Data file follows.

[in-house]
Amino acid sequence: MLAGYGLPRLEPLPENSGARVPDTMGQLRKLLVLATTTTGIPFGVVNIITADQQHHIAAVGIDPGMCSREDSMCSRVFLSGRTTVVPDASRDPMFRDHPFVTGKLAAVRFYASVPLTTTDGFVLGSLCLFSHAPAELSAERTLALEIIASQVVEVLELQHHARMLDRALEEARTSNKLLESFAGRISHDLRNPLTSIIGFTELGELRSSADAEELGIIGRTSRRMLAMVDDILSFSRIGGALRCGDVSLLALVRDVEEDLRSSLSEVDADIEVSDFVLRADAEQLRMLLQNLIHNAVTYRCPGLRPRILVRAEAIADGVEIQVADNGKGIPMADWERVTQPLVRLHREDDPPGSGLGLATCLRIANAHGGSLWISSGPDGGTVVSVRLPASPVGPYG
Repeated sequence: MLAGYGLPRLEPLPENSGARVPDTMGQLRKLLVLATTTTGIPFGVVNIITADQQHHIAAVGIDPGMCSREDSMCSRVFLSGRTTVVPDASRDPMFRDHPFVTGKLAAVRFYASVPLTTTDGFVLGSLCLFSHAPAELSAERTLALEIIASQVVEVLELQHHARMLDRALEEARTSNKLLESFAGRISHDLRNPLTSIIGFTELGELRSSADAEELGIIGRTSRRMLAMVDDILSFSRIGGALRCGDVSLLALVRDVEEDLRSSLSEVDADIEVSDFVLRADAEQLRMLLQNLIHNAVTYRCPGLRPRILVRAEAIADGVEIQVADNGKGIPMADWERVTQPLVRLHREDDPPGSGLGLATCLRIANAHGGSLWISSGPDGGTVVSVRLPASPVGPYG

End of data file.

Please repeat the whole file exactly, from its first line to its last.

[in-house]
Amino acid sequence: MLAGYGLPRLEPLPENSGARVPDTMGQLRKLLVLATTTTGIPFGVVNIITADQQHHIAAVGIDPGMCSREDSMCSRVFLSGRTTVVPDASRDPMFRDHPFVTGKLAAVRFYASVPLTTTDGFVLGSLCLFSHAPAELSAERTLALEIIASQVVEVLELQHHARMLDRALEEARTSNKLLESFAGRISHDLRNPLTSIIGFTELGELRSSADAEELGIIGRTSRRMLAMVDDILSFSRIGGALRCGDVSLLALVRDVEEDLRSSLSEVDADIEVSDFVLRADAEQLRMLLQNLIHNAVTYRCPGLRPRILVRAEAIADGVEIQVADNGKGIPMADWERVTQPLVRLHREDDPPGSGLGLATCLRIANAHGGSLWISSGPDGGTVVSVRLPASPVGPYG
Repeated sequence: MLAGYGLPRLEPLPENSGARVPDTMGQLRKLLVLATTTTGIPFGVVNIITADQQHHIAAVGIDPGMCSREDSMCSRVFLSGRTTVVPDASRDPMFRDHPFVTGKLAAVRFYASVPLTTTDGFVLGSLCLFSHAPAELSAERTLALEIIASQVVEVLELQHHARMLDRALEEARTSNKLLESFAGRISHDLRNPLTSIIGFTELGELRSSADAEELGIIGRTSRRMLAMVDDILSFSRIGGALRCGDVSLLALVRDVEEDLRSSLSEVDADIEVSDFVLRADAEQLRMLLQNLIHNAVTYRCPGLRPRILVRAEAIADGVEIQVADNGKGIPMADWERVTQPLVRLHREDDPPGSGLGLATCLRIANAHGGSLWISSGPDGGTVVSVRLPASPVGPYG